The always worth reading Alex Tabarrok posted this interesting chart over at Marginal Revolution.
The graph is from Peter Tertzakian who notes:
“To put this in perspective, 1,000 Tcf of natural gas contains the equivalent energy to 166 billion barrels of oil — a staggering amount considering that the discovery of 10 billion barrels of conventional oil these days is a rare occurrence, worthy of many headlines. . . .”
Estimates of recoverable shale gas have doubled in just the past year and shale gas is only part of the supply with the total being 2,552 trillion cubic feet (Tcf) of potential natural gas resources in the U.S. alone. Per unit of electricity, burning natural gas results in significantly fewer carbon dioxide emissions than coal. It is possible, however, that fracking may leak more methane to the atmosphere so the net climate benefit is unclear, at least given current methods of development.
By the way, one of Alex’s commenters explains the difference between “proven” and “technically recoverable.”
Proven means it’s reasonably certain that it is both feasible and economic to recover it given current technology and economic conditions. In other words, at current natural gas prices, it would be worth the cost to recover it.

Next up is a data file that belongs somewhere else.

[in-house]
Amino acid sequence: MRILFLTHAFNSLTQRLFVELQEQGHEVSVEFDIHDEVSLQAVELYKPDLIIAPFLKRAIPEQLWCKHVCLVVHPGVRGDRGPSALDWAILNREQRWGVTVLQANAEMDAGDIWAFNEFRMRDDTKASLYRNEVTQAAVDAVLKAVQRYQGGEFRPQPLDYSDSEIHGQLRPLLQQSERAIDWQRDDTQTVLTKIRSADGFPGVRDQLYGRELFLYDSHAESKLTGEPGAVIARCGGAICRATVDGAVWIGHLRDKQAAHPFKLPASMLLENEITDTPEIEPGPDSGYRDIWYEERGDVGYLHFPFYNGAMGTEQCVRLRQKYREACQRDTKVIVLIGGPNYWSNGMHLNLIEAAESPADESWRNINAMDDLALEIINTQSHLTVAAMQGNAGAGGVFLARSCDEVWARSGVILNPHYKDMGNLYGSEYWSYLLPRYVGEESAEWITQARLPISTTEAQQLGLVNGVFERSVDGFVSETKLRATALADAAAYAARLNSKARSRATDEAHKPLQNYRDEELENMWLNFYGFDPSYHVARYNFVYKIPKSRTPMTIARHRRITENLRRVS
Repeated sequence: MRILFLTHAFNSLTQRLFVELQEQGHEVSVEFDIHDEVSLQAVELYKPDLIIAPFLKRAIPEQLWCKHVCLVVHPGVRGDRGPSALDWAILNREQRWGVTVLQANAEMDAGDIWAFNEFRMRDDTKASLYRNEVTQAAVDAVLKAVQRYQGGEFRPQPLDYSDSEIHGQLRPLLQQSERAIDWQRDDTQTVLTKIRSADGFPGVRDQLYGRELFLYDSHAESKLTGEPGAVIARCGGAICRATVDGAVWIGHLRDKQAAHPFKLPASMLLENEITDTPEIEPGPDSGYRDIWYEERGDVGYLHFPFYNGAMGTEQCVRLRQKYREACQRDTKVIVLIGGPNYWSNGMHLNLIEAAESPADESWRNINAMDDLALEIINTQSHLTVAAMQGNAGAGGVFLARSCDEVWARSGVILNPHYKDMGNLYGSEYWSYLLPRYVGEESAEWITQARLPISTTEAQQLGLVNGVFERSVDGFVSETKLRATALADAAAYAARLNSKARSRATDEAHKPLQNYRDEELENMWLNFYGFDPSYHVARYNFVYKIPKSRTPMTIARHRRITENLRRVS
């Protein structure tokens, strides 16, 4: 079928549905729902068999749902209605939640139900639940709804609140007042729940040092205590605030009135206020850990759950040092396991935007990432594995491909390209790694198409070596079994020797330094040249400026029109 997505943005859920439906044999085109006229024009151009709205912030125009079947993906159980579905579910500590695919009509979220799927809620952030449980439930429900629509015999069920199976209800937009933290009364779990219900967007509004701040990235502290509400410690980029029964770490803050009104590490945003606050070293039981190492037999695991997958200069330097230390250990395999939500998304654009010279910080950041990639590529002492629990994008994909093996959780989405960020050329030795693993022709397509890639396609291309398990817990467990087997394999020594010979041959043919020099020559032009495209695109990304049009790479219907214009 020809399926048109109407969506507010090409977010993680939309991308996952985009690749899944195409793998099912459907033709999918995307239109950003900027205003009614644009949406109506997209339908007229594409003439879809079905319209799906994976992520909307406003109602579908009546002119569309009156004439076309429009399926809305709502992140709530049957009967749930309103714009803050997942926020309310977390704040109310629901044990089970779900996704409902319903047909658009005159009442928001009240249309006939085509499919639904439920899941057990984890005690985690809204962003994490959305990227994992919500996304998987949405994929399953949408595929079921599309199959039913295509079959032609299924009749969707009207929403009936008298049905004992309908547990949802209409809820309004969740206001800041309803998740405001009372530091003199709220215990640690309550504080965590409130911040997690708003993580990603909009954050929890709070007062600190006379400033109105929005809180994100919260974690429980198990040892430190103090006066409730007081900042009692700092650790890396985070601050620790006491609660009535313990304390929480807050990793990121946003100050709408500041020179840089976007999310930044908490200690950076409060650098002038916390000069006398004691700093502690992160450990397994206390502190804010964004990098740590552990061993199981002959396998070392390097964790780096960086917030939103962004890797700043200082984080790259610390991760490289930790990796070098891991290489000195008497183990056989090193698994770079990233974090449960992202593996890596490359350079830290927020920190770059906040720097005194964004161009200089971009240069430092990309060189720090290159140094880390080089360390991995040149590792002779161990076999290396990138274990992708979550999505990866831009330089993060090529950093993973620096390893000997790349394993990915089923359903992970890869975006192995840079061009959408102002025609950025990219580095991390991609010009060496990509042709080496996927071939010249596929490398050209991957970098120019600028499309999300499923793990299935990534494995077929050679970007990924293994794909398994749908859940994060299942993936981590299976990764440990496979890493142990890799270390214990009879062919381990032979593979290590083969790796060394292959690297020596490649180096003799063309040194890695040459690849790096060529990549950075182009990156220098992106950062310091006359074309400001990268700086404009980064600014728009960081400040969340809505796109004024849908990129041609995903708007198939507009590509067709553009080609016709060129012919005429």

Technically recoverable means that it’s possible to recover it with existing technology, but without considering costs. In other words, natural gas prices would have to rise or unit costs would have to fall before technically recoverable reserves become “proven.” (Note: This has the practical implication that those supplies by themselves can’t be used to push down natural gas prices.)
I am agnostic (and ignorant) about most energy issues, but from what I have read, sources of energy like nuclear, wind, and solar only flourish in countries where governments intervene on their behalf.
Here is my question: Is natural gas a source of energy that can take off and survive without gigantic government subsidies?